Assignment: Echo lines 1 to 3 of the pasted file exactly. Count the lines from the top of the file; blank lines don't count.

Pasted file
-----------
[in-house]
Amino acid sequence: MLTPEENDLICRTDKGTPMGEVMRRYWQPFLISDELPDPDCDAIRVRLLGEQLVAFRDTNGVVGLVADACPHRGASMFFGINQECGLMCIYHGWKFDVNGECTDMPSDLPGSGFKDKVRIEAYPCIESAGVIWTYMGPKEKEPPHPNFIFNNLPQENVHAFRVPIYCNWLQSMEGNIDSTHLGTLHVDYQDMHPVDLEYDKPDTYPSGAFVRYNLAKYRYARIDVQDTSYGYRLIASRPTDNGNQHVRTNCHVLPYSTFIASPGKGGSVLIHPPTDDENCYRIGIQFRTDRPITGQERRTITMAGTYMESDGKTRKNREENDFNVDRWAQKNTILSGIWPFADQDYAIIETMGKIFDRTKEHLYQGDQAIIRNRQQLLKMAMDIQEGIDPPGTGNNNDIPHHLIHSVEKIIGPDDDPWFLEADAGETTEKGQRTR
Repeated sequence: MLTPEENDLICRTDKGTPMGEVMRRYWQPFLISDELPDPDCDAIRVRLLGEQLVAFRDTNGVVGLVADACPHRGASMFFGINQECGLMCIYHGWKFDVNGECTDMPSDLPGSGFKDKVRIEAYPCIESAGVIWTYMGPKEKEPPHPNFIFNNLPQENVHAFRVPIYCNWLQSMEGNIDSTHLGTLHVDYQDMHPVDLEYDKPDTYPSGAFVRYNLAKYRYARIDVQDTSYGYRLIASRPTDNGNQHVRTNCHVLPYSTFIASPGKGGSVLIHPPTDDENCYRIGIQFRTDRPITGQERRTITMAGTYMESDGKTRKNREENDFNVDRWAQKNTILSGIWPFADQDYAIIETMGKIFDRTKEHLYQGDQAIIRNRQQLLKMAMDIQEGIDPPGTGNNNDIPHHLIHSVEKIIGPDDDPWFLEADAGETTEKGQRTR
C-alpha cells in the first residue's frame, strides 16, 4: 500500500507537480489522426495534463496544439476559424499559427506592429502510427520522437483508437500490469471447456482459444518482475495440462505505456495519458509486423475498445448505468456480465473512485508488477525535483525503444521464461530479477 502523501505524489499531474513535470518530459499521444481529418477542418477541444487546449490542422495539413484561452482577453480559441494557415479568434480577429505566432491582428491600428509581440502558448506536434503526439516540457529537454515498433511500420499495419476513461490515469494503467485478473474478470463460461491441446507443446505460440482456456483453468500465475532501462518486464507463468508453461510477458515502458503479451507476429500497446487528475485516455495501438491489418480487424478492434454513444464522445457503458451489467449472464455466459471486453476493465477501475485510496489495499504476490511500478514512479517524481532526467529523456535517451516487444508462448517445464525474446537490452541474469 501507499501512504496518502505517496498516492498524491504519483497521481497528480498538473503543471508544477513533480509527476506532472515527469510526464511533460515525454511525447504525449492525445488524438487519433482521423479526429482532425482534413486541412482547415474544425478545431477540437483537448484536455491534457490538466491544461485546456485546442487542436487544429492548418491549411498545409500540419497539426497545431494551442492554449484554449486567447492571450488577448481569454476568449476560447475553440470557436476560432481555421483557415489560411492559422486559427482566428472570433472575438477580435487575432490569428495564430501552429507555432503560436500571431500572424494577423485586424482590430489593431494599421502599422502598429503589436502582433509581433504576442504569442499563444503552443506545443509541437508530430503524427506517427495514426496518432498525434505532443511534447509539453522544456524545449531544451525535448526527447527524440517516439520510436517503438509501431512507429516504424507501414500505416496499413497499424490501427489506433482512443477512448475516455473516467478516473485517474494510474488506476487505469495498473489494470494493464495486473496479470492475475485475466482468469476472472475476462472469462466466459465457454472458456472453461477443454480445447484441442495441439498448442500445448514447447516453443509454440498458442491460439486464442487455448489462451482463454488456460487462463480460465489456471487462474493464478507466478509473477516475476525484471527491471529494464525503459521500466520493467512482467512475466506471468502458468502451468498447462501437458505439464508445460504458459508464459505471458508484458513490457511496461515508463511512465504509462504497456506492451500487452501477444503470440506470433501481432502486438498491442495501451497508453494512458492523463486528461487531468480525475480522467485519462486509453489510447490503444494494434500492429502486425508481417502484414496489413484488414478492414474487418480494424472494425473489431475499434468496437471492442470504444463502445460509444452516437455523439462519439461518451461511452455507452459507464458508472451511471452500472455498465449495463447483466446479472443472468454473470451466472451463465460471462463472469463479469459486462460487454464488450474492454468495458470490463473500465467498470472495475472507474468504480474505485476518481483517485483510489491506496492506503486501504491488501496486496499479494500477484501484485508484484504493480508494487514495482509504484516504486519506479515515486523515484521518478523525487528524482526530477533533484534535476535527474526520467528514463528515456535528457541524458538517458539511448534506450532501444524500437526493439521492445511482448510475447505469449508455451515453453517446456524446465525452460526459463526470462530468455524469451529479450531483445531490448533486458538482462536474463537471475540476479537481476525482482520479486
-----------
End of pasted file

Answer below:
[in-house]
Amino acid sequence: MLTPEENDLICRTDKGTPMGEVMRRYWQPFLISDELPDPDCDAIRVRLLGEQLVAFRDTNGVVGLVADACPHRGASMFFGINQECGLMCIYHGWKFDVNGECTDMPSDLPGSGFKDKVRIEAYPCIESAGVIWTYMGPKEKEPPHPNFIFNNLPQENVHAFRVPIYCNWLQSMEGNIDSTHLGTLHVDYQDMHPVDLEYDKPDTYPSGAFVRYNLAKYRYARIDVQDTSYGYRLIASRPTDNGNQHVRTNCHVLPYSTFIASPGKGGSVLIHPPTDDENCYRIGIQFRTDRPITGQERRTITMAGTYMESDGKTRKNREENDFNVDRWAQKNTILSGIWPFADQDYAIIETMGKIFDRTKEHLYQGDQAIIRNRQQLLKMAMDIQEGIDPPGTGNNNDIPHHLIHSVEKIIGPDDDPWFLEADAGETTEKGQRTR
Repeated sequence: MLTPEENDLICRTDKGTPMGEVMRRYWQPFLISDELPDPDCDAIRVRLLGEQLVAFRDTNGVVGLVADACPHRGASMFFGINQECGLMCIYHGWKFDVNGECTDMPSDLPGSGFKDKVRIEAYPCIESAGVIWTYMGPKEKEPPHPNFIFNNLPQENVHAFRVPIYCNWLQSMEGNIDSTHLGTLHVDYQDMHPVDLEYDKPDTYPSGAFVRYNLAKYRYARIDVQDTSYGYRLIASRPTDNGNQHVRTNCHVLPYSTFIASPGKGGSVLIHPPTDDENCYRIGIQFRTDRPITGQERRTITMAGTYMESDGKTRKNREENDFNVDRWAQKNTILSGIWPFADQDYAIIETMGKIFDRTKEHLYQGDQAIIRNRQQLLKMAMDIQEGIDPPGTGNNNDIPHHLIHSVEKIIGPDDDPWFLEADAGETTEKGQRTR